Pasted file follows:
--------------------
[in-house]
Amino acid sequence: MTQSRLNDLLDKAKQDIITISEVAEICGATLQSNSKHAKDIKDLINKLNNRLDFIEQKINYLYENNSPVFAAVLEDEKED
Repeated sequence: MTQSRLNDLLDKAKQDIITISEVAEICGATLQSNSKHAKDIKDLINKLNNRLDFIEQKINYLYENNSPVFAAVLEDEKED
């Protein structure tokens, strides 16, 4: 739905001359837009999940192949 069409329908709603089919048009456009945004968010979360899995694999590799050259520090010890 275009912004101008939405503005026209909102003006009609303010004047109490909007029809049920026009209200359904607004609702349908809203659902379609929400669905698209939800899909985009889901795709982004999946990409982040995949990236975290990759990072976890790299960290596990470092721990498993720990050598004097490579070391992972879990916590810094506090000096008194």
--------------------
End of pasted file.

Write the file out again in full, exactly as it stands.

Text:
[in-house]
Amino acid sequence: MTQSRLNDLLDKAKQDIITISEVAEICGATLQSNSKHAKDIKDLINKLNNRLDFIEQKINYLYENNSPVFAAVLEDEKED
Repeated sequence: MTQSRLNDLLDKAKQDIITISEVAEICGATLQSNSKHAKDIKDLINKLNNRLDFIEQKINYLYENNSPVFAAVLEDEKED
């Protein structure tokens, strides 16, 4: 739905001359837009999940192949 069409329908709603089919048009456009945004968010979360899995694999590799050259520090010890 275009912004101008939405503005026209909102003006009609303010004047109490909007029809049920026009209200359904607004609702349908809203659902379609929400669905698209939800899909985009889901795709982004999946990409982040995949990236975290990759990072976890790299960290596990470092721990498993720990050598004097490579070391992972879990916590810094506090000096008194």